The Democratic Progressive Party (DPP) had power and this power emanated from its being declared winner of 2014 Presidential election. The said power was the power to form Government. The said power was power to govern. The said power was the power to lead and manage the welfare of the state through the Government machinery which was entrusted in DPP hands following the said election victory declaration. This power was lost eventually. At least before this power was lost, DPP had abused it in a manner that exhibits offences committed. Time for consequences.
Barely disclosed information has it that Civil Society Organisations (CSOs), namely the Human Rights Defenders Coalition (HRDC), Centre for the Development of People (CeDeP), Centre for Human Rights and Rehabilitation (CHRR), Youth and Society (YAS) and Church and Society are bringing to the Courts, a case that involves DPP looting money from Government departments and agencies through some dubious blue night fundraising schemes. It is the CSOs’ case that from this ‘homicidal’ looting that was unleashed and impunity that went with it, the DPP deserves to, and should, be de-registered as a political party in Malawi aside compelling it to refund the loot. This entry seeks to scan the HRDC’s move and the sought fate of the DPP. But before doing that, let us check this out:
On 24 January, 2018, the then Malawi’s President, Professor Arthur Peter Mutharika, signed into law, a legal instrument [read as an Act] making provision for regulating the registration, financing and functioning of political parties; and to provide for matters incidental thereto and connected therewith. This legal instrument is cited as the Political Parties Act, 2018 [PP Act in short going forward in this writeup].
While the Act provides, at section 21, for political parties, which have secured more than one-tenth of the national vote in parliamentary elections, to be entitled to funds by the State to ensure that, during the life of any Parliament, the party has sufficient funds to continue to represent its constituency, there are clear guidelines of how that is supposed to be done by specified State authorities.
I must be quick to add that this provision was enacted in favour of democracy campaigns that were ubiquitously championed by Western pro-democracy institutions that had spread their campaign across Africa. The purpose was to strengthen democracy by ensuring survival of multiple political parties which would otherwise go extinct for lack of funding. It is from this perspective that the Act plainly mentions that such funds received by political parties through Parliament may be used to run the administrative affairs of the party including remunerating staff members running the affairs of the party. A noble cause I must say.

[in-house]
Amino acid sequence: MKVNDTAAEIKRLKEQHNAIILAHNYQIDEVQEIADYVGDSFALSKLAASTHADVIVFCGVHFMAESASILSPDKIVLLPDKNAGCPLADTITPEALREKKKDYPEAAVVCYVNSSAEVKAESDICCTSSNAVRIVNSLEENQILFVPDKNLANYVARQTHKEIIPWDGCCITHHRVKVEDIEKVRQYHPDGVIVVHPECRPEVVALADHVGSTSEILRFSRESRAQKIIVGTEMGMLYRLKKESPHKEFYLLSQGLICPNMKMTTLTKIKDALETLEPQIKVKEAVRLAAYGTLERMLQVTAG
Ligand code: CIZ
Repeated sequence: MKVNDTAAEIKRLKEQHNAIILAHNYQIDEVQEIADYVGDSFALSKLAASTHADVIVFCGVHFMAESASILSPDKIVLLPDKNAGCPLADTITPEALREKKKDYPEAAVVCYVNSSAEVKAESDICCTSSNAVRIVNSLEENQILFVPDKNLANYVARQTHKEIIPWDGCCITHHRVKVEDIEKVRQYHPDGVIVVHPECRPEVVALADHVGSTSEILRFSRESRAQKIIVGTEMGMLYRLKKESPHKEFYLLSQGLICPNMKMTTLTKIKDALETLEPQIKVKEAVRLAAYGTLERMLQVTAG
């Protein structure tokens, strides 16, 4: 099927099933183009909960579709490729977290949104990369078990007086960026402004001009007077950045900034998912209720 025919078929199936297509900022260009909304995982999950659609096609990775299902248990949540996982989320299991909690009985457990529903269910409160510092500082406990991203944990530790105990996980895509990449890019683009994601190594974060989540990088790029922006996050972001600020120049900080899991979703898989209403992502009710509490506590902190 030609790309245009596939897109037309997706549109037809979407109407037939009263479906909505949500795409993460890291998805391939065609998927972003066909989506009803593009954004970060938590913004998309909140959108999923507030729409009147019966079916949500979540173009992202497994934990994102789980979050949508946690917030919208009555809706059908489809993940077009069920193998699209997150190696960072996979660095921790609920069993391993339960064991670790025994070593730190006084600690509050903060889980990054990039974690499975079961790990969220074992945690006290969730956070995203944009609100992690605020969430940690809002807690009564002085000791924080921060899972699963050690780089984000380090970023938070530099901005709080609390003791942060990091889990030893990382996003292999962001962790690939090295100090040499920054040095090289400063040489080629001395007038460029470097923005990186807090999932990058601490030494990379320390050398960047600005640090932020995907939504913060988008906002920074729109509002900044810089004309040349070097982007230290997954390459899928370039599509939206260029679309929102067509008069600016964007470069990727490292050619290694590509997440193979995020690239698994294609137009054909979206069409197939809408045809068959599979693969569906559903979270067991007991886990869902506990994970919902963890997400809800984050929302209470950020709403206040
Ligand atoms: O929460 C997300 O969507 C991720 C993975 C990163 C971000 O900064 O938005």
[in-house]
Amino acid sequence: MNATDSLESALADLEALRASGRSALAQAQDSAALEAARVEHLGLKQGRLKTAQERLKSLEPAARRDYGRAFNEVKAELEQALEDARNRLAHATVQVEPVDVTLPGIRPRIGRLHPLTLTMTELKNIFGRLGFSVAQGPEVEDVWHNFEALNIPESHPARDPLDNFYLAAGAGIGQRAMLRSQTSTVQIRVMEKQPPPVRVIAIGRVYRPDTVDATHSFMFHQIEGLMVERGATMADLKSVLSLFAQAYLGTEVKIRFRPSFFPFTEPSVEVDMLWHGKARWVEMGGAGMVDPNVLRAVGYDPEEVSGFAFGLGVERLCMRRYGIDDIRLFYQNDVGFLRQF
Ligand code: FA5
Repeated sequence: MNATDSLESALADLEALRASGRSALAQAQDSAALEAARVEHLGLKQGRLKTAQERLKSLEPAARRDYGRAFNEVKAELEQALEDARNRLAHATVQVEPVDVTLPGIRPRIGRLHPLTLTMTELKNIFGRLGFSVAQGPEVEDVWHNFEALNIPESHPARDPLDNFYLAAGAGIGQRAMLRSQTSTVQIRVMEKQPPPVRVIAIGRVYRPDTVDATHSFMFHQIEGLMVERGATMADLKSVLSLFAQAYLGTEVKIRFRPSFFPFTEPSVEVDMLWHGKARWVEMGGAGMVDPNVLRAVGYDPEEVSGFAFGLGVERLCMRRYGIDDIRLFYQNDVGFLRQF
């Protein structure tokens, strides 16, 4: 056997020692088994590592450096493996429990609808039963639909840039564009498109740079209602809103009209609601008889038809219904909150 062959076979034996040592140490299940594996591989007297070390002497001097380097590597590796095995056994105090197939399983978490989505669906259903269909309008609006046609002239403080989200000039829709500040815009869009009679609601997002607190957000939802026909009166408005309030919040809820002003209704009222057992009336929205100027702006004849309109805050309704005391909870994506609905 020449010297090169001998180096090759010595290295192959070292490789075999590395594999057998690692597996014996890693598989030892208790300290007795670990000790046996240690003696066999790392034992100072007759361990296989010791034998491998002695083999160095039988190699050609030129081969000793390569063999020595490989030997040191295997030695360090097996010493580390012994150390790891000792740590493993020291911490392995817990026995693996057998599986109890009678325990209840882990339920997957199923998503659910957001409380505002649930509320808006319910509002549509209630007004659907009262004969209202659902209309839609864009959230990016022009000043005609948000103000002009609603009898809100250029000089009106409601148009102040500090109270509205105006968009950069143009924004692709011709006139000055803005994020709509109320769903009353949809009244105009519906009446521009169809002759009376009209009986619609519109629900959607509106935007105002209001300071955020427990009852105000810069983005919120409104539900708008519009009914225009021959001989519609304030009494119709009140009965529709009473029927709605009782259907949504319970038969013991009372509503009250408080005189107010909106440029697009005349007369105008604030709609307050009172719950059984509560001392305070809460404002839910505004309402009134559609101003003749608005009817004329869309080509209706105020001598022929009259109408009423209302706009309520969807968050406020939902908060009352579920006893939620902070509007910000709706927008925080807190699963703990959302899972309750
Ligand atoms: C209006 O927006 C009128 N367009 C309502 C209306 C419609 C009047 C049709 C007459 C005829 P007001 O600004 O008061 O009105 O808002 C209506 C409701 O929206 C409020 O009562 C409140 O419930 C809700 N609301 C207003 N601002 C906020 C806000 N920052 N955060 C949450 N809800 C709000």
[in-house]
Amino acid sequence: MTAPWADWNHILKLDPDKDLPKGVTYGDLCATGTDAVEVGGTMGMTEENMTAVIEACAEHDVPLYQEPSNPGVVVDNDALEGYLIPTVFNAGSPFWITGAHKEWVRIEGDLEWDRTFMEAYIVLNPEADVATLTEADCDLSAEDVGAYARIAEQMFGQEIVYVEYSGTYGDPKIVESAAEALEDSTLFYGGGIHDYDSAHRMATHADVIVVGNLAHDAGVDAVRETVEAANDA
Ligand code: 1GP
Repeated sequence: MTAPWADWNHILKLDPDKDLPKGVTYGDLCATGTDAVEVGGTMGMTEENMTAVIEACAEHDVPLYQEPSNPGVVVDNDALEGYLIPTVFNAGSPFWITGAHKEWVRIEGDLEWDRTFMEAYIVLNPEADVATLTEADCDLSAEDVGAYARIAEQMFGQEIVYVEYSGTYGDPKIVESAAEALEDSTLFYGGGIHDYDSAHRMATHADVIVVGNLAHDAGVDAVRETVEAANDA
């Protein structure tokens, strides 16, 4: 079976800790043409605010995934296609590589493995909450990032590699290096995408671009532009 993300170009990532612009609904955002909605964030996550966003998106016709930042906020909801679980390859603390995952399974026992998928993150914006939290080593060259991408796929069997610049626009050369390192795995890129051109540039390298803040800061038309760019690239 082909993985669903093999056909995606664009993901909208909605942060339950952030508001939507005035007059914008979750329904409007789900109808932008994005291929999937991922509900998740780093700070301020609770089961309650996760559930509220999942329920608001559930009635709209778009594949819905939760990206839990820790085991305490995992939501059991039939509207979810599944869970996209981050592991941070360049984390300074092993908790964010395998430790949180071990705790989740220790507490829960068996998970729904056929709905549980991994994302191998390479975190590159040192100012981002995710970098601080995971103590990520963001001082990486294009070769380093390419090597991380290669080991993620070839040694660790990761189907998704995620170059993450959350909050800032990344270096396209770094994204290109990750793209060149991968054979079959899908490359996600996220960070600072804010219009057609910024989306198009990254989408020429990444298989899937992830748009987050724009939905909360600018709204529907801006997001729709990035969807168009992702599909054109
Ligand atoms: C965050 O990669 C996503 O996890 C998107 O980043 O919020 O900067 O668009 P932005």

While this entitlement has not been ever observed since the enactment of this law almost three years down the line, it is on record that the Democratic Progressive Party [DPP] regime wrongly used this Act to divert funds from the public purse to the part. While all the DOs and DONTs as well as the obligations are clear in the Act, the DPP regime ignored the restrictions and went ahead taking out money from parastatal organizations to the party account through mischievous means including some dubious fundraising dinners where parastatal organisations were bullied to donate money to the DPP.
The said PP Act, specifically at section 27 (3), stipulates that “a political party shall not be eligible to receive donations from state owned corporations.” Very clear. Violating this estoppel, the DPP which was clearly intoxicated and massively engrossed in impunity embarked on a trail of funds drawing from Government departments and agencies. The biggest victimized departments and agencies were the Malawi Energy Regulatory Authority (MERA), Electricity Supply Corporation of Malawi (ESCOM), Water Boards institutions and the National Oil Company of Malawi (NOCMA) to list a few.
The HRDC’s case particularly hinges on a blue night fundraising gala that the DPP organized and executed on 29th July in 2017 where a total of K13.9 million was obtained from Lilongwe Water Board, Lilongwe City Council, Blantyre City Council and Mzuzu City Council.
Concerned Civil Society Organizations (CSOs) fronted by the HRDC commenced the case last year in which the High Court held a scheduling conference in November (2020) which was a road-mapping meeting for the case. It is revealed that the DPP regime was planting, and in some cases transforming existing, employees in strategic Government MDAs and task them with a looting mission for the party and personal enrichment. The personal rewards that were going to these tasked public employees was so compelling that they established loyalty to the party and the looting cause, the extent of which DPP could marvel as “a solid system”.
No wonder, in July 2020, the MDAs joined hands with the DPP and made an application before the Supreme Court of Appeal, requesting it set aside a High Court decision to hear the matter. The DPP and the colluding MDAs challenged that the CSOs do not have sufficient interest in the matter. Unfortunately to them, the Supreme Court dismissed their appeal. The then Justice of Appeal Dustain Mwaungulu (now retired) threw the application out saying the CSOs have sufficient interest in the matter.